The Art of A Successful Logo


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For most of us, we recognize the company’s personified by these logos immediately. Google. Starbucks. McDonalds. These companies, as well as their logos, are household names. However, what if you were asked about the story behind the logo, why the specific colors, typefaces, and layouts were chosen? The number of people able to answer these types of questions would decrease dramatically.

While we as consumers don’t often contemplate the multitude of specific design choices made during the designing of a logo, these choices still affect the way we interact with these companies and products. For example, what if the Major League Baseball logo and National Football League colors were not red, white, and blue, but instead green and black. This seems crazy because it would completely change the design. The sports would seem less patriotic, less American. What’s interesting is that we will rarely admit that a company’s logo influences our feelings and attitudes towards that company or product, but our actions and reactions to a change in design reveal that the specific design actually matters a great deal.

Goodman describes the importance of a logo’s design when she says “a graphic identity is a symbolic idealization of a company, service or retail establishment” in “Identity Design: Logo and Logotypes,” chapter 6 of her book The 7 Essentials of Graphic Design.  The monumental task of a logo designer is to capture the company’s “ideal essence” in this graphic identity.

Before we attempt to master the art of designing a company’s essence, we need to distinguish between a logo and a logotype.


  • Logo- uses letters or words to form an identity, sometimes coupled with an embedded icon within the letters or word. (Example: NIKE + swoosh)
  • Logotype- uses an icon or illustration to form an identity, nonverbal cues only. (Example: swoosh)

Now knowing the difference between a logo and logotype, we can set out to accomplish this seemingly impossible task of encapsulating a company’s entire identity in one depiction. Fortunately, Goodman does not leave us hanging. She provides a clear 4 step process to create a successful visual representation.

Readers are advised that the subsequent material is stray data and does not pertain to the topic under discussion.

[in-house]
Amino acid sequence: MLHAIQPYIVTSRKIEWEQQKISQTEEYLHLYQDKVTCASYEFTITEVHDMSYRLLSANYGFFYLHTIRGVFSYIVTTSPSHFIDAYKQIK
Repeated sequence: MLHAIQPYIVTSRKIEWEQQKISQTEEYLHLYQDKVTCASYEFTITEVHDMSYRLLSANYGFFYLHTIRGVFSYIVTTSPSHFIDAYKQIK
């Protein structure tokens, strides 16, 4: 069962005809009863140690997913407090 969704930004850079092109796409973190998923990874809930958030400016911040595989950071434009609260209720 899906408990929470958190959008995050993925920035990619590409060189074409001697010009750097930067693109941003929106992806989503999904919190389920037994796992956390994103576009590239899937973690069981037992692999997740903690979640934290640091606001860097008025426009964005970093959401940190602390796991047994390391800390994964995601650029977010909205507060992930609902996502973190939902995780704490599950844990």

The Process of Identity Design

  1. Distill- First, examine all icons that could potentially embody the company’s identity. Then, narrow this list down to your top contenders.
  2. Translate- Once you’ve narrowed you’re choices down to your most promising one, begin to transform these ideas into reality using varying fonts, attitudes, and illustration techniques.
  3. Formalize visual consistency- After successfully illustrating all elements of the identity, bring the elements together into one cohesive illustration.
  4. Simplify- Finally, make your logo or logotype as simple as possible.

Evolution of Coke and Pepsi Logos

Its interesting to see how both the Coke and Pepsi Logos have developed within the last 100 years. Both logos seem to start off simple, become progressively more complex, then re-simplify in their most recent forms. The Coke and Pepsi design teams, as well as many other popular brands, must finally be catching on to what Goodman continuously stresses. In logo design, as well as other forms of design, simplicity is key.

Discussion Questions:

  1. Which logo in the header picture stands out to you the most? Which seems most visually representative of its brand?
  2. Do you think logos or logotypes are more effective?

Until next blog,



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